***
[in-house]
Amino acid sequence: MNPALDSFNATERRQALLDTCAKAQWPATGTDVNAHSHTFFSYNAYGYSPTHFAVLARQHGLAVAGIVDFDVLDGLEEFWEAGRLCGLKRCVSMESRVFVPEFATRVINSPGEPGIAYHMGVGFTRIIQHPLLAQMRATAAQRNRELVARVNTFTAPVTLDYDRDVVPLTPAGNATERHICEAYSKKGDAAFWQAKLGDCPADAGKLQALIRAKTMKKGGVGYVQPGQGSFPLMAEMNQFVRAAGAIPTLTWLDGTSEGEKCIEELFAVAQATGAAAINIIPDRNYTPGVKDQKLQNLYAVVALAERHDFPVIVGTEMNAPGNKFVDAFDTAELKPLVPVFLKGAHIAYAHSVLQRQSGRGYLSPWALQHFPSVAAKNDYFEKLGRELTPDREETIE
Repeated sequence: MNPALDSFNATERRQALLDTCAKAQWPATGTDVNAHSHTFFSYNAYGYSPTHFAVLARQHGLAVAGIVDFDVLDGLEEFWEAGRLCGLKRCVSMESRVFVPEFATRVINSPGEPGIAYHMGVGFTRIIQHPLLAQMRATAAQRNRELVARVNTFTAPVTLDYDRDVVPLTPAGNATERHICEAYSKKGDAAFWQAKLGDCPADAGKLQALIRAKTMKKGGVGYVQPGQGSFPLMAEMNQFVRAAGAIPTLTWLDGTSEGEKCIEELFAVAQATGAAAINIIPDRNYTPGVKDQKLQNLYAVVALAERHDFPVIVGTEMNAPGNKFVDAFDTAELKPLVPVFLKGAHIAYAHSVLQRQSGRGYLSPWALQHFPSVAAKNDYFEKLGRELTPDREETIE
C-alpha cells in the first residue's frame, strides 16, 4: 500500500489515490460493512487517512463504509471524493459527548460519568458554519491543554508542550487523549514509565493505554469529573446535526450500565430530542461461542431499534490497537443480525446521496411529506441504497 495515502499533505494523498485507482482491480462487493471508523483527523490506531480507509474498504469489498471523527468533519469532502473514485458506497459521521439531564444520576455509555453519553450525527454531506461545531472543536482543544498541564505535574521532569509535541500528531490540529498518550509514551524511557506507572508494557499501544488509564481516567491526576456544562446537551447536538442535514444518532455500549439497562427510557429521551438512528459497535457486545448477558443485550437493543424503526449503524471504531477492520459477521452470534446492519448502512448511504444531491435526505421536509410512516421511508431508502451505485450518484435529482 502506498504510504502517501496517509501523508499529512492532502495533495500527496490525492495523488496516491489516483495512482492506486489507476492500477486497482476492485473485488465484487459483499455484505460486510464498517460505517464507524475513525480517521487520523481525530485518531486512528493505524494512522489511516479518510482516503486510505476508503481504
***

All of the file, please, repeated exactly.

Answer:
[in-house]
Amino acid sequence: MNPALDSFNATERRQALLDTCAKAQWPATGTDVNAHSHTFFSYNAYGYSPTHFAVLARQHGLAVAGIVDFDVLDGLEEFWEAGRLCGLKRCVSMESRVFVPEFATRVINSPGEPGIAYHMGVGFTRIIQHPLLAQMRATAAQRNRELVARVNTFTAPVTLDYDRDVVPLTPAGNATERHICEAYSKKGDAAFWQAKLGDCPADAGKLQALIRAKTMKKGGVGYVQPGQGSFPLMAEMNQFVRAAGAIPTLTWLDGTSEGEKCIEELFAVAQATGAAAINIIPDRNYTPGVKDQKLQNLYAVVALAERHDFPVIVGTEMNAPGNKFVDAFDTAELKPLVPVFLKGAHIAYAHSVLQRQSGRGYLSPWALQHFPSVAAKNDYFEKLGRELTPDREETIE
Repeated sequence: MNPALDSFNATERRQALLDTCAKAQWPATGTDVNAHSHTFFSYNAYGYSPTHFAVLARQHGLAVAGIVDFDVLDGLEEFWEAGRLCGLKRCVSMESRVFVPEFATRVINSPGEPGIAYHMGVGFTRIIQHPLLAQMRATAAQRNRELVARVNTFTAPVTLDYDRDVVPLTPAGNATERHICEAYSKKGDAAFWQAKLGDCPADAGKLQALIRAKTMKKGGVGYVQPGQGSFPLMAEMNQFVRAAGAIPTLTWLDGTSEGEKCIEELFAVAQATGAAAINIIPDRNYTPGVKDQKLQNLYAVVALAERHDFPVIVGTEMNAPGNKFVDAFDTAELKPLVPVFLKGAHIAYAHSVLQRQSGRGYLSPWALQHFPSVAAKNDYFEKLGRELTPDREETIE
C-alpha cells in the first residue's frame, strides 16, 4: 500500500489515490460493512487517512463504509471524493459527548460519568458554519491543554508542550487523549514509565493505554469529573446535526450500565430530542461461542431499534490497537443480525446521496411529506441504497 495515502499533505494523498485507482482491480462487493471508523483527523490506531480507509474498504469489498471523527468533519469532502473514485458506497459521521439531564444520576455509555453519553450525527454531506461545531472543536482543544498541564505535574521532569509535541500528531490540529498518550509514551524511557506507572508494557499501544488509564481516567491526576456544562446537551447536538442535514444518532455500549439497562427510557429521551438512528459497535457486545448477558443485550437493543424503526449503524471504531477492520459477521452470534446492519448502512448511504444531491435526505421536509410512516421511508431508502451505485450518484435529482 502506498504510504502517501496517509501523508499529512492532502495533495500527496490525492495523488496516491489516483495512482492506486489507476492500477486497482476492485473485488465484487459483499455484505460486510464498517460505517464507524475513525480517521487520523481525530485518531486512528493505524494512522489511516479518510482516503486510505476508503481504